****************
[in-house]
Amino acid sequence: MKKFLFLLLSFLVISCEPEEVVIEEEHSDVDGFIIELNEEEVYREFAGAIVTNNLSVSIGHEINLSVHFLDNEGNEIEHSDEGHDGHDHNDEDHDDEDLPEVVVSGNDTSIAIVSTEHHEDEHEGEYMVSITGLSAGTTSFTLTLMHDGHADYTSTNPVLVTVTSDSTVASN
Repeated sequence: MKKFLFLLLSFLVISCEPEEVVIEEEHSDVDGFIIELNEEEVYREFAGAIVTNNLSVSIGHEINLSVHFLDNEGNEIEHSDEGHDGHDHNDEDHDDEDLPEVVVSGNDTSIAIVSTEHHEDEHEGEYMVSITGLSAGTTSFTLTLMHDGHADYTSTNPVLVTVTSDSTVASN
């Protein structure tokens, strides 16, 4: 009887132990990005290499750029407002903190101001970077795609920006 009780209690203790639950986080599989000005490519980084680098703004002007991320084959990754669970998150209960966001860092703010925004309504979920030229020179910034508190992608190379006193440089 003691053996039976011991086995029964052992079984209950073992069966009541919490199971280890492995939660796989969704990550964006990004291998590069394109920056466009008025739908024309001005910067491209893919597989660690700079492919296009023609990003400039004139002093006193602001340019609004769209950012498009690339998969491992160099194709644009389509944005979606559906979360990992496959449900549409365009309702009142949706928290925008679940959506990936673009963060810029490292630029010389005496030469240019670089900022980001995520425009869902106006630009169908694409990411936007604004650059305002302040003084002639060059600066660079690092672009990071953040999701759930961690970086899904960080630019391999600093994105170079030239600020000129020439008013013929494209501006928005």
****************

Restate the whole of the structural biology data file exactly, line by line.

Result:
[in-house]
Amino acid sequence: MKKFLFLLLSFLVISCEPEEVVIEEEHSDVDGFIIELNEEEVYREFAGAIVTNNLSVSIGHEINLSVHFLDNEGNEIEHSDEGHDGHDHNDEDHDDEDLPEVVVSGNDTSIAIVSTEHHEDEHEGEYMVSITGLSAGTTSFTLTLMHDGHADYTSTNPVLVTVTSDSTVASN
Repeated sequence: MKKFLFLLLSFLVISCEPEEVVIEEEHSDVDGFIIELNEEEVYREFAGAIVTNNLSVSIGHEINLSVHFLDNEGNEIEHSDEGHDGHDHNDEDHDDEDLPEVVVSGNDTSIAIVSTEHHEDEHEGEYMVSITGLSAGTTSFTLTLMHDGHADYTSTNPVLVTVTSDSTVASN
């Protein structure tokens, strides 16, 4: 009887132990990005290499750029407002903190101001970077795609920006 009780209690203790639950986080599989000005490519980084680098703004002007991320084959990754669970998150209960966001860092703010925004309504979920030229020179910034508190992608190379006193440089 003691053996039976011991086995029964052992079984209950073992069966009541919490199971280890492995939660796989969704990550964006990004291998590069394109920056466009008025739908024309001005910067491209893919597989660690700079492919296009023609990003400039004139002093006193602001340019609004769209950012498009690339998969491992160099194709644009389509944005979606559906979360990992496959449900549409365009309702009142949706928290925008679940959506990936673009963060810029490292630029010389005496030469240019670089900022980001995520425009869902106006630009169908694409990411936007604004650059305002302040003084002639060059600066660079690092672009990071953040999701759930961690970086899904960080630019391999600093994105170079030239600020000129020439008013013929494209501006928005």